How do we choose the most suitable real-time operating system?
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How do we choose the most suitable real-time operating system?

Posted Date: 2024-02-01

Real-time operating system (RTOS) has entered more than 50% of embedded projects. RTOS can help us manage system timing, resources, memory, etc. They provide us with tools for efficient scheduling, such as time slicing and thread preemption, while simplifying inter-task communication.

As more teams move to 32-bit microcontrollers and continue to adopt IoT technologies, the need for RTOS will only continue to grow. If you are transitioning to an RTOS or have done so recently, you know that choosing an RTOS can be a significant challenge. So, how to choose RTOS?

Avoid common selection mistakes

There are several common mistakes we should avoid when choosing an RTOS.

First, it's not uncommon for teams to immediately rule out the option of using a commercial RTOS. With so many open source RTOS available, why would anyone pursue a commercial RTOS? The reasons usually come down to considerations such as certification, quality, security, and support. For these reasons, commercial RTOSs should not be ruled out immediately.

Secondly, don't choose your silicon vendor as your RTOS just because it is directly supported by it. While this support is often encouraging, you'll find that they often lag behind the latest versions of RTOS. In this case, we may not be able to get critical security updates as quickly as if we had direct access to the source.

Finally, don't choose an RTOS just because it's currently popular. Over the course of my career, I have seen many trends come and go. In some cases, they vary by years, or even less. Technology loves shiny new toys, but if you're building a product that requires years of support, you may not be able to adopt trendy, unproven solutions.

The right way to choose RTOS

Choosing an RTOS should be an engineering pursuit. This means choosing in a scientific, engineering-focused way. Start by identifying the key functionality required in the RTOS. It could be performance, code size, security features, etc. It’s best to make a list first.

Next, look at your list and give it a numerical value based on its importance. For example, if licensing costs are important, you could list it as 5. If licensing costs are not important, specify 1 or even 0. By ranking in this way, you can understand which factors are essential to the selection process. It tells us what functions and features we want the RTOS to have. After all, no two RTOSs are exactly the same, or provide the same functionality in the same way.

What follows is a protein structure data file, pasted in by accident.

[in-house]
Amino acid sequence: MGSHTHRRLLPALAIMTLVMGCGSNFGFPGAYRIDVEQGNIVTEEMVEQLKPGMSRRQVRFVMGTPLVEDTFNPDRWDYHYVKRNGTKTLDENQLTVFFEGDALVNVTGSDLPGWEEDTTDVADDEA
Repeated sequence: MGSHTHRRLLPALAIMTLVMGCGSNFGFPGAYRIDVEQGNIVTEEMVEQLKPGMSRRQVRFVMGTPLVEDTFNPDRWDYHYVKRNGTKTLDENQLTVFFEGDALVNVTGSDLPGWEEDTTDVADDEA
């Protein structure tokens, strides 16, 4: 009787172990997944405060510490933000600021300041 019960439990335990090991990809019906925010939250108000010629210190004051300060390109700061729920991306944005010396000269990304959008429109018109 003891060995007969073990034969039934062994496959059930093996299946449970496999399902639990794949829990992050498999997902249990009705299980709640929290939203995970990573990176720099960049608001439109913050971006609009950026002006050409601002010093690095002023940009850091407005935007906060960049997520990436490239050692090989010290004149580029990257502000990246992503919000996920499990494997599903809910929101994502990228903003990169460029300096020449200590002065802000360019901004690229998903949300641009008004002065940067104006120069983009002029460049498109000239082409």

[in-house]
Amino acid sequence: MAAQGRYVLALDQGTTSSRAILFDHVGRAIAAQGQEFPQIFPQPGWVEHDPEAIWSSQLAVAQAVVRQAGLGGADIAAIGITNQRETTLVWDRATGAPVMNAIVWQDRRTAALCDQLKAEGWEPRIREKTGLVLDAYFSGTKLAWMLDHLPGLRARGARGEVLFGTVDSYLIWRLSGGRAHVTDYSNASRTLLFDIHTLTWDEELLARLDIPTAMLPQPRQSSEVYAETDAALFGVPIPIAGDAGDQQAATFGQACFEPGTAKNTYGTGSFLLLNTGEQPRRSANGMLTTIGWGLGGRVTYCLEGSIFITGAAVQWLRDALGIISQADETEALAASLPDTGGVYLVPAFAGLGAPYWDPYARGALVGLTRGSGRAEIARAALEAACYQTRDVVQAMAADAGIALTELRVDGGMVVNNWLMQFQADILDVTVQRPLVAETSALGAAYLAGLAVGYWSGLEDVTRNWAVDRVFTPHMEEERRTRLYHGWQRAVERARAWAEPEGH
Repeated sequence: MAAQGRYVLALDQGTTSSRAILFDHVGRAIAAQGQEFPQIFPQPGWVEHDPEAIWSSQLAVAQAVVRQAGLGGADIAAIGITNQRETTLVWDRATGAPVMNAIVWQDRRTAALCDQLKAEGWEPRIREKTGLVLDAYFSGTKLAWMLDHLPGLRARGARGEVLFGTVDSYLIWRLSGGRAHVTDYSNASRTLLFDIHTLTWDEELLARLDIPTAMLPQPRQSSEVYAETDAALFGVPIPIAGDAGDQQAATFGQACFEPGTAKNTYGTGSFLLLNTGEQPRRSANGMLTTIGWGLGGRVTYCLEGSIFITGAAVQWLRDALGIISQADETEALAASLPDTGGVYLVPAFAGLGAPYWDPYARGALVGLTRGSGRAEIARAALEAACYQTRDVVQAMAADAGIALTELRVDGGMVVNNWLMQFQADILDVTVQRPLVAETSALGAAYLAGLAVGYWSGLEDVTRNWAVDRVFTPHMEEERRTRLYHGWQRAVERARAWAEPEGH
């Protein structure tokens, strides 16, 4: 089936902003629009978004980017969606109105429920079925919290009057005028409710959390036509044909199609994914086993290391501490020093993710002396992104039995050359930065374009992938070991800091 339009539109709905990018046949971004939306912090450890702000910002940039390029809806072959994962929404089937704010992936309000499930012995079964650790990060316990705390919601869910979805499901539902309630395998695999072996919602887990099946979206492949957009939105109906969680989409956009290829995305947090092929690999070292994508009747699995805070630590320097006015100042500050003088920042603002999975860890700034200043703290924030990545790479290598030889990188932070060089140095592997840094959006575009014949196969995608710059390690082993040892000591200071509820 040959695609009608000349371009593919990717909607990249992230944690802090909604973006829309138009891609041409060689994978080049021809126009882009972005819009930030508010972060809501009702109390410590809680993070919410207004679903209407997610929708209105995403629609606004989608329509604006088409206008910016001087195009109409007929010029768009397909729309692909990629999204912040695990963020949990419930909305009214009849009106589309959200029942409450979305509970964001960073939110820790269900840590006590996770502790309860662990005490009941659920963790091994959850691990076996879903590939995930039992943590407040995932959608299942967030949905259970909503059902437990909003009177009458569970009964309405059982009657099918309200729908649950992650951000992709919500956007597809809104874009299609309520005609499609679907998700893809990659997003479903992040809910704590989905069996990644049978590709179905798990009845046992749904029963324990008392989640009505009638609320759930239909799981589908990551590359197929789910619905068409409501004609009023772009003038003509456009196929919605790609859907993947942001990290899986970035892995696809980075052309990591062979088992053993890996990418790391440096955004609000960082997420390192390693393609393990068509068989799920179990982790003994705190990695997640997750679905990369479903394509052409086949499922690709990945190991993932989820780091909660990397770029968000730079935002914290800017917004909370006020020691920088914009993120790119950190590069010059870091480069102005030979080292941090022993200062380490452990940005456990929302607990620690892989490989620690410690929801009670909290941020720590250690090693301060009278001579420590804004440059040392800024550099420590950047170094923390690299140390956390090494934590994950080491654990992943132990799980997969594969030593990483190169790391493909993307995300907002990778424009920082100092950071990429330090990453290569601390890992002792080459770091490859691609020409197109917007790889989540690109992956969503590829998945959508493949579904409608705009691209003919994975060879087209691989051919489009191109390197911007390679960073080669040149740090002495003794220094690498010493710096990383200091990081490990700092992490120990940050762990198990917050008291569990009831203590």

Only after the feature list has been identified and sorted can we evaluate which RTOS is suitable for our application. Each developer's own biases may influence the selection process. I usually recommend that teams use the KT matrix to perform assessments. Each developer can rate how well each RTOS under consideration matches the list of required features. They can provide a rating between 0–5, which can then be used together with the feature ranking to generate a weighted value. The weighted sum of features can be used to compare how well each RTOS meets the application's needs.

This enables an unbiased decision to be made to select an RTOS that fits the needs of the team. We may find that, depending on our application, more than one RTOS is suitable. When this happens, we can then choose which system to use based on personal preference.

in conclusion

Choosing an RTOS that will work with our application and continue to perform well for the foreseeable future is no easy task. It's not uncommon to select an RTOS, only to discover months or quarters later that it doesn't quite meet our expectations. As we've seen, it's crucial to spend a little more time upfront and determine what we expect from the RTOS. After we understand our needs, we can carefully evaluate which RTOS best meets the application needs.

Only in this way can we truly be satisfied with our choice of RTOS. If you choose the trendiest, most popular, or vendor-direct RTOS, you may find that your future development efforts are a bit bumpy.


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